May 18, 2016 |
WASHINGTON - In a somber ceremony honoring police bravery, President Obama on Monday awarded the Medal of Valor posthumously to Philadelphia Police Sgt. Robert Wilson III, killed last year as he tried to buy a gift for his son - and wound up disrupting an armed robbery. Tears streamed down the face of Wilson's grandmother Constance Wilson as she accepted the medal from the president in the White House's East Room. "Please know how deeply sorry we are for your loss, how grateful we are for Sgt. Wilson's service," Obama told her as well as Wilson's sister, Shakira Burroughs, and brother, Dareon, in his opening remarks.
May 15, 2016
John Quincy Adams Militant Spirit By James Traub Basic Books. 640 pp. $35 Reviewed by Paul Jablow To read this biography of our sixth president is to see both how little and how much has changed in American politics in the last two centuries. John Quincy Adams, son of our second president, John Adams, spent a miserable and largely unsuccessful four years in the White House from 1825 to 1829. Like Jimmy Carter, he is generally acknowledged to have made his greatest contributions after leaving office.
May 11, 2016
ISSUE | CULTURAL BIAS Think before you act The kind of knee-jerk reaction displayed by an airline passenger who allowed her insecurity to interfere with the rights and freedoms of others ("Wrong conclusion reached, and a flight is delayed," Sunday) is allowing Donald Trump to win the Republican nomination for president and may become his key to the White House. I read, write, and "speak" higher mathematics. I understand all those weird-looking formulae that mathematicians, physicists, engineers, and economists use. Because I am a writer who can also read and write multiple languages and alphabets, am I - like Penn economics professor Guido Menzio, who was reported by a fellow American Airlines passenger - a terroristic threat to society?
May 5, 2016 |
Non-apology apology Larry Wilmore has issued a non-apology apology for using offensive verbiage at the White House Correspondents Association dinner. "I may have underestimated the tone of how I was telling the jokes," he said Tuesday. The Nightly Show host, who is African American, has been criticized for using the N-word to address President Obama . "I knew that it would be provocative and, yes, I was taking a big chance," Wilmore, 54, said, adding that the controversy may turn into valuable dialogue for the country.
May 1, 2016 |
Ferrell won't play Reagan Will Ferrell on Friday said he would not star as Ronald Reagan in a forthcoming satire that portrays the 40th president leading the country while suffering from dementia. Reagan died of Alzheimer's in 2004. The film is about an intern who helps Reagan by convincing him he's playing the leader of the free world in a movie. The Alzheimer's Association said using "dementia as a comedic device is offensive. " Reagan's daughter Patti Davis posted an open letter to Ferrell.
April 28, 2016 |
The White House says U.S. Rep. Chaka Fattah did not have permission to use President Obama's voice in a campaign robocall that some voters received Tuesday. Fattah's primary day robocall to Democratic voters in the Second Congressional District has City Councilwoman Cindy Bass saying, "Listen to what President Obama has to say about Chaka Fattah. " What follows appears to be from a tape of Obama speaking in September 2013 to the Congressional Black Caucus in Washington, according to a transcript of that speech on the White House website.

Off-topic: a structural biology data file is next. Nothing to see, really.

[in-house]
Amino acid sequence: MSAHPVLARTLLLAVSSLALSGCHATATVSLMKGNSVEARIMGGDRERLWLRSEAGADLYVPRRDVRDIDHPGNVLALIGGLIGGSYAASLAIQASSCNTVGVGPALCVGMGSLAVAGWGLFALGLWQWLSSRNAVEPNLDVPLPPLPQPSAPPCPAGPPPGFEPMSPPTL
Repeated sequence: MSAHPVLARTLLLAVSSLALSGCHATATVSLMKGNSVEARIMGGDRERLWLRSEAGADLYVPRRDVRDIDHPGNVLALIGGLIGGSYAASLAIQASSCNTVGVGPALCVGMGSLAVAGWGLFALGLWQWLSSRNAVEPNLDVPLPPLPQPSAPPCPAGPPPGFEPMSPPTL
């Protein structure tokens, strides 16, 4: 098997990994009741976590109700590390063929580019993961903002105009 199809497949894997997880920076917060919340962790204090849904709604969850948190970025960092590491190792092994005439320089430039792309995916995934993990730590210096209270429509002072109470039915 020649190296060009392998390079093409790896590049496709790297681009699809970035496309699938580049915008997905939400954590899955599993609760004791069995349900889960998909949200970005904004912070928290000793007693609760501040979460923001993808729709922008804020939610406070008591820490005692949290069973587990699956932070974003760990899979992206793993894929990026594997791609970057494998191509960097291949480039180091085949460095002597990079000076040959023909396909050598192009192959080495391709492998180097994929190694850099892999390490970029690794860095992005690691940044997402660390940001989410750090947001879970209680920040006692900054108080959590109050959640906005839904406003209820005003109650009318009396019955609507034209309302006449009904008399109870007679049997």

April 28, 2016 |
Chaka Fattah, a fixture in Philadelphia politics for three decades, was ousted from the Second Congressional District seat by State Rep. Dwight Evans in Tuesday's Democratic primary. Fattah's fall came 20 days before the start of his federal criminal trial, an impending peril he tried to downplay as he campaigned for a 12th term. Fattah conceded just after 10 p.m. He stuck to the twin themes of his campaign - his long record of bringing resources to the district, and his complaint that the media did not give those accomplishments attention.
April 27, 2016 |
THE LEVEL of animosity that has developed around this presidential election is troubling, but it is not unexpected. We should have known there would be backlash after the election in 2008 of the first black president. We should have foreseen Republican efforts to benefit from racist resentment of Barack Obama. But I don't think we could have predicted the anger on the left; a resentment born of the idealistic belief that America's conservatism could be reversed in less than a decade.
April 22, 2016
ISSUE | CAMPAIGN 2016 GOP no closer to reclaiming White House After the Republican Party lost the last two presidential elections, it was decided that changes needed to be made. Republican National Committee Chairman Reince Priebus said we need a candidate who can get the minority vote. I assumed that meant blacks, Latinos, women, and gays. The GOP has had nearly eight years to select a candidate or candidates to groom to avoid the mistakes of the past. Instead, we have Donald Trump, Ted Cruz, and John Kasich.
April 20, 2016
By Martha Burk Years before the 2016 presidential campaign got underway, pundits and the public alike were debating "Clinton fatigue" and "Bush fatigue. " In 2007, the Wall Street Journal even invented "Clinton Book Fatigue" to go along with the regular variety. The updated version from Keep the Promise I, a PAC backing Ted Cruz, debuted in a video in August. It depicted a hospital ward full of barely alive patients suffering from Clinton Fatigue. Prominent Republican senators and former GOP Chairman Haley Barbour publicly agonized over Jeb Bush's last name as a negative as far back as 2013.